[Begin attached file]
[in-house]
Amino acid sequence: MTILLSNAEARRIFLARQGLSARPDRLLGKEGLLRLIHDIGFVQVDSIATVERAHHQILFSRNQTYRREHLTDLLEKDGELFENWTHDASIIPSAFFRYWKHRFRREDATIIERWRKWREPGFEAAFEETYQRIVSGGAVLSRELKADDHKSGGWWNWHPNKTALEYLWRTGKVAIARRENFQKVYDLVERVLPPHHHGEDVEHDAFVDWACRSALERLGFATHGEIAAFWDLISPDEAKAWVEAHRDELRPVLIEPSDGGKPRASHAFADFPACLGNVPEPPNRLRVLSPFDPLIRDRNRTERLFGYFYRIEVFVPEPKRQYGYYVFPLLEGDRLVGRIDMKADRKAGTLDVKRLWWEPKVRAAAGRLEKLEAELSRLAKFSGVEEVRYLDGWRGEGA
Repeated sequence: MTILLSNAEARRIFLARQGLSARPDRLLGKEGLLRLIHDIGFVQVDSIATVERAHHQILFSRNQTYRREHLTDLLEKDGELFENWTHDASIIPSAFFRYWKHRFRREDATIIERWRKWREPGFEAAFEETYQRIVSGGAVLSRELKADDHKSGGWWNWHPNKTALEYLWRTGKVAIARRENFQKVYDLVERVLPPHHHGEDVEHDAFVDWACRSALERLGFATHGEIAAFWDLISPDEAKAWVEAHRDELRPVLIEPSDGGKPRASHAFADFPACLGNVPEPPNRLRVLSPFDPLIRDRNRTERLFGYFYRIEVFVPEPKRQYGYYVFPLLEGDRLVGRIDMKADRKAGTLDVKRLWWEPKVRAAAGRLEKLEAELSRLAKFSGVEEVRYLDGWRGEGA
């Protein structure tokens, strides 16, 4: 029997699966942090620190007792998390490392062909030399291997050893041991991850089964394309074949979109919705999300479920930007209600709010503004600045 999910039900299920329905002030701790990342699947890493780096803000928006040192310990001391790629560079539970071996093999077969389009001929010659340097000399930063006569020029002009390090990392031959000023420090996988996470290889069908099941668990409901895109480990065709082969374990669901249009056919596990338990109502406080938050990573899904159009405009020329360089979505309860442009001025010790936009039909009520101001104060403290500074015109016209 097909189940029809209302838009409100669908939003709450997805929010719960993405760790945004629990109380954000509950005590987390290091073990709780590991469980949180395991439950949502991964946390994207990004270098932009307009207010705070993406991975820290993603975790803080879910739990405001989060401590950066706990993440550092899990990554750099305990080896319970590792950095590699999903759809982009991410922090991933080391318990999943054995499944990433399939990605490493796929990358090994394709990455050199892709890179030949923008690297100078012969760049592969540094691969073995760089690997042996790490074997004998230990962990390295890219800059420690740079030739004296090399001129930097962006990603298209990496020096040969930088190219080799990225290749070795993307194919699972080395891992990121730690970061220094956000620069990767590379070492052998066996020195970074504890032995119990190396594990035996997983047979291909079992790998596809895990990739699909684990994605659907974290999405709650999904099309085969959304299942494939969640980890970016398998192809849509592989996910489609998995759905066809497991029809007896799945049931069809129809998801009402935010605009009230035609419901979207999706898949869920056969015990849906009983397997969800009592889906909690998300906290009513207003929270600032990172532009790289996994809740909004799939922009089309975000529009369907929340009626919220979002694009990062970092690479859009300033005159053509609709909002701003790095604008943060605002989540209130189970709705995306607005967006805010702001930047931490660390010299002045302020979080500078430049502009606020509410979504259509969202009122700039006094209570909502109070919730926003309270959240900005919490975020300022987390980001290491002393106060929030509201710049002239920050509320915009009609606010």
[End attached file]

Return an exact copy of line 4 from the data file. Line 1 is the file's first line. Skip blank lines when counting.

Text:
């Protein structure tokens, strides 16, 4: 029997699966942090620190007792998390490392062909030399291997050893041991991850089964394309074949979109919705999300479920930007209600709010503004600045 999910039900299920329905002030701790990342699947890493780096803000928006040192310990001391790629560079539970071996093999077969389009001929010659340097000399930063006569020029002009390090990392031959000023420090996988996470290889069908099941668990409901895109480990065709082969374990669901249009056919596990338990109502406080938050990573899904159009405009020329360089979505309860442009001025010790936009039909009520101001104060403290500074015109016209 097909189940029809209302838009409100669908939003709450997805929010719960993405760790945004629990109380954000509950005590987390290091073990709780590991469980949180395991439950949502991964946390994207990004270098932009307009207010705070993406991975820290993603975790803080879910739990405001989060401590950066706990993440550092899990990554750099305990080896319970590792950095590699999903759809982009991410922090991933080391318990999943054995499944990433399939990605490493796929990358090994394709990455050199892709890179030949923008690297100078012969760049592969540094691969073995760089690997042996790490074997004998230990962990390295890219800059420690740079030739004296090399001129930097962006990603298209990496020096040969930088190219080799990225290749070795993307194919699972080395891992990121730690970061220094956000620069990767590379070492052998066996020195970074504890032995119990190396594990035996997983047979291909079992790998596809895990990739699909684990994605659907974290999405709650999904099309085969959304299942494939969640980890970016398998192809849509592989996910489609998995759905066809497991029809007896799945049931069809129809998801009402935010605009009230035609419901979207999706898949869920056969015990849906009983397997969800009592889906909690998300906290009513207003929270600032990172532009790289996994809740909004799939922009089309975000529009369907929340009626919220979002694009990062970092690479859009300033005159053509609709909002701003790095604008943060605002989540209130189970709705995306607005967006805010702001930047931490660390010299002045302020979080500078430049502009606020509410979504259509969202009122700039006094209570909502109070919730926003309270959240900005919490975020300022987390980001290491002393106060929030509201710049002239920050509320915009009609606010």